consumerism and the reproduction of labour power. In the extreme,
the idea of revolution itselfwould become a mere posture in the
...the attempt would
within the domains
hegemonic
landscape.7
is
So through cultural hegemony,
the revolutionary potential of music
defused
of
the
the
transnational
ideologies
by
inherently capitalist
of
record
industry.8 The
superstructural
(ideological)
implications
to the structure
and their direct relationship
formulation
in
will
this
be
paper.
-Authenticity* as
(economy)
strongly emphasised
to
artistic
form
of
relates
the
representation by the
applied here,
original
creator of the work. The term is not used here to impose monolithic,
Gramsci's
static or one-dimensional
While
the
parameters upon Caribbean cultural expression.
is
fusion which
eclectic
gave birth to reggae
as
are
economic
identified
forces
external cultural and
innate
acknowledged,
reducing the congruence
its root components.
of the internationally
commodified
form with
to have been taken for granted regarding the career
appears
for
and work of Bob Marley which
possibilities
seemingly subsumes
and alternative readings. Basically, many of us
critical reassessments
Much
unquestioningly
economic
and
accept
cultural
his
forces
iconic
that
considering
instinct have
creative
status without
external
to his
influence on his musical
representation and expression.
not have been enough
would
?Raw
talent
As Carolyn Cooper
suggests,
of international capital.*9
without
the operations
exerted enormous
commercial
This paper does not seek to diminish Marley's considerable
to employ his work
Itdoes attempt, however,
and artistic achievements.
as
exemplifying
commodification
It also
for the mass-market
establishing
precedents
culture in the global recording industry.10
of Caribbean
some myths of artistic and ideological
to deconstruct
and
attempts
retrospective analyses of Marley's work,
purity which often characterise
this paper represents
in broader contexts. While
and impede evaluation
226
Positive
Capitalist
Vibration?:
an indictment ofWestern
it challenges
Textual
Hegemony
and
Bob
Marley
capitalism and not of Marley,
accounts of his career by
previous
context within which his creativity flourished.
entertainment
unbalanced
arguably
the economic
emphasising
It is being
of Marley
that Island Records' presentation
of textual
features
instances
1972
highly significant
dictated by Western
capitalist imperatives, which have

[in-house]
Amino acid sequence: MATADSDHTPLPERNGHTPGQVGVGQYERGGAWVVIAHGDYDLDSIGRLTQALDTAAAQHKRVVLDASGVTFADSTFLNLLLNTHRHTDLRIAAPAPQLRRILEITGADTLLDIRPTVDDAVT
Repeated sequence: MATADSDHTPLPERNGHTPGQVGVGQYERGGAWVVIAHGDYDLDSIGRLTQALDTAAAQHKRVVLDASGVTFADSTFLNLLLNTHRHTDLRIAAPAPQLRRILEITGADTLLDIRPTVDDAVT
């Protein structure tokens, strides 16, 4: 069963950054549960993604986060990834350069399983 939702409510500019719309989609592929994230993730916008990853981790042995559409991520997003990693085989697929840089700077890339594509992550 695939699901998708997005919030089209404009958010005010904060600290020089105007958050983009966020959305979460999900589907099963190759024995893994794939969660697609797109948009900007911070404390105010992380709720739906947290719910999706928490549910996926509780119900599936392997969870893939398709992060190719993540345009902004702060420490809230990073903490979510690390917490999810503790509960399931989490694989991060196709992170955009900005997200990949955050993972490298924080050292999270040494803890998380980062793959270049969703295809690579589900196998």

asserted
and his work
here
since
reconfiguration,
intervened in the articulation
and representation
of the original
cultural
texts.11
Implicit here and throughout this paper is the idea that even explicitly
as Marley's?
are not immune
texts ?such
to
counter-hegemonic
ideological mediation and defusion by the capitalist forces which
facilitate their access
to discourse. As Cushman
suggests, ?In itsdiffusion,
was
a
music
of
transformed
from
form
cultural criticism into a
reggae
cultural commodity.*12 Furthermore, in this industry based on economic
and ideolog
power, a relationship exists between such commodification
ical appropriation.
Hence,
understanding the political economy of themusic business is essential
for an understanding
of popular music
and there is a rough
correspondence between the ?commercialisation? of popular music
and
its ?cooptation.?'13
Paul Gilroy describes
the general approach of Island Records, and in
towards the representation of black
particular itshead, Chris Blackwell,
musicians
in theWestern market, suggesting that
their
?having adjusted
music
to the expectations
of white
rock audiences*
the
to
as
?sell
stars.
them
The example
of Bob
company proceeded
pop
the most acute illustration.*14
Marley provides
on
and
image
The very signing in 1971 of theWailers to Islandwas based not only
a desire
to broaden
?an attempt to
but was
audience,
reggae's
anticipate trends in the rock market....*15 Thus, theywere signed largely
on the basis ofWestern market conditions.
Moreover,
reggae was at this
time a singles-based medium, whereas
theWestern market was dominated
by the album format. In order to achieve textual conformity for reggae,
Blackwell
itsmovement
from individual short-story mode
spearheaded
to cohesive narrative
compilation, based on long-term capital oriented
that
goals. Simon Jones explains
Blackwell's
establish
decision
theWailers
to market reggae as an album music and to
as more profitable transnational artists
heavily
227
Mike Alleyne
shaped the production
Island Catch a Fire.16
and packaging
of theWailer's
debut LP for
in reggae
also sought to establish a group image and consciousness
in effect, channelling
the
where none had previously existed. He was,
to conform toWestern market dictates in themanner most likely
Wailers
He
to generate
role in the album's
significantly, BlackwelPs
saw
to
him
Davis,
-emerge as interpreter
according
post-production,
and translator of Bob Marley's prophetic music to the world at large.*17